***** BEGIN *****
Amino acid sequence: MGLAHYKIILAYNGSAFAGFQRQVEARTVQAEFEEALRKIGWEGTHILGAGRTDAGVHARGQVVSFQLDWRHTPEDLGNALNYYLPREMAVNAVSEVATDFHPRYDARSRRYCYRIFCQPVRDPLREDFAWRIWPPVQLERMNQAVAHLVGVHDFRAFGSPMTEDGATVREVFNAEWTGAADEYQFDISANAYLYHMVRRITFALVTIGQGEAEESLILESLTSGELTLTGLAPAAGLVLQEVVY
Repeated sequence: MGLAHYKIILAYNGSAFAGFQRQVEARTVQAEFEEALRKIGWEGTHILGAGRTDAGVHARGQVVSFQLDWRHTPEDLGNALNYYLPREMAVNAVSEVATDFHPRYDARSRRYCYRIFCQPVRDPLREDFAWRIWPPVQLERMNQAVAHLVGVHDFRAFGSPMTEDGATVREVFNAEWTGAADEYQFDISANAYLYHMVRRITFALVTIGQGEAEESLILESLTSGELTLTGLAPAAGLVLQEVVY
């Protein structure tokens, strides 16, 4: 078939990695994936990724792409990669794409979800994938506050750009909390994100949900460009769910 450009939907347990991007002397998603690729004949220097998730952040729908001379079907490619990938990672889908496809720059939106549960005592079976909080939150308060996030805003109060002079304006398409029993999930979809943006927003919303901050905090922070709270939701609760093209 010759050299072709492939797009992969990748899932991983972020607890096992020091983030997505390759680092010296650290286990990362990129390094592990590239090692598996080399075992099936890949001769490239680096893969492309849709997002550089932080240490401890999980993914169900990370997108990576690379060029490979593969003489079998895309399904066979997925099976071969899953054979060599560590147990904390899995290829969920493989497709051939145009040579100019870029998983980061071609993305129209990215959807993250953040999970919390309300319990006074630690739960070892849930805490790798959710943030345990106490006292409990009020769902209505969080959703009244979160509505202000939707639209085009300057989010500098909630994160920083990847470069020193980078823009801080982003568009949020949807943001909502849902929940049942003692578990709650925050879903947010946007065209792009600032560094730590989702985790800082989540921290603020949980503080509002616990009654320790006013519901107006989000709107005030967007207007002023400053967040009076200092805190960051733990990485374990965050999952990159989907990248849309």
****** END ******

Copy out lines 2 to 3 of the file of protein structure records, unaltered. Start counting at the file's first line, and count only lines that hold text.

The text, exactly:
Repeated sequence: MGLAHYKIILAYNGSAFAGFQRQVEARTVQAEFEEALRKIGWEGTHILGAGRTDAGVHARGQVVSFQLDWRHTPEDLGNALNYYLPREMAVNAVSEVATDFHPRYDARSRRYCYRIFCQPVRDPLREDFAWRIWPPVQLERMNQAVAHLVGVHDFRAFGSPMTEDGATVREVFNAEWTGAADEYQFDISANAYLYHMVRRITFALVTIGQGEAEESLILESLTSGELTLTGLAPAAGLVLQEVVY
């Protein structure tokens, strides 16, 4: 078939990695994936990724792409990669794409979800994938506050750009909390994100949900460009769910 450009939907347990991007002397998603690729004949220097998730952040729908001379079907490619990938990672889908496809720059939106549960005592079976909080939150308060996030805003109060002079304006398409029993999930979809943006927003919303901050905090922070709270939701609760093209 010759050299072709492939797009992969990748899932991983972020607890096992020091983030997505390759680092010296650290286990990362990129390094592990590239090692598996080399075992099936890949001769490239680096893969492309849709997002550089932080240490401890999980993914169900990370997108990576690379060029490979593969003489079998895309399904066979997925099976071969899953054979060599560590147990904390899995290829969920493989497709051939145009040579100019870029998983980061071609993305129209990215959807993250953040999970919390309300319990006074630690739960070892849930805490790798959710943030345990106490006292409990009020769902209505969080959703009244979160509505202000939707639209085009300057989010500098909630994160920083990847470069020193980078823009801080982003568009949020949807943001909502849902929940049942003692578990709650925050879903947010946007065209792009600032560094730590989702985790800082989540921290603020949980503080509002616990009654320790006013519901107006989000709107005030967007207007002023400053967040009076200092805190960051733990990485374990965050999952990159989907990248849309």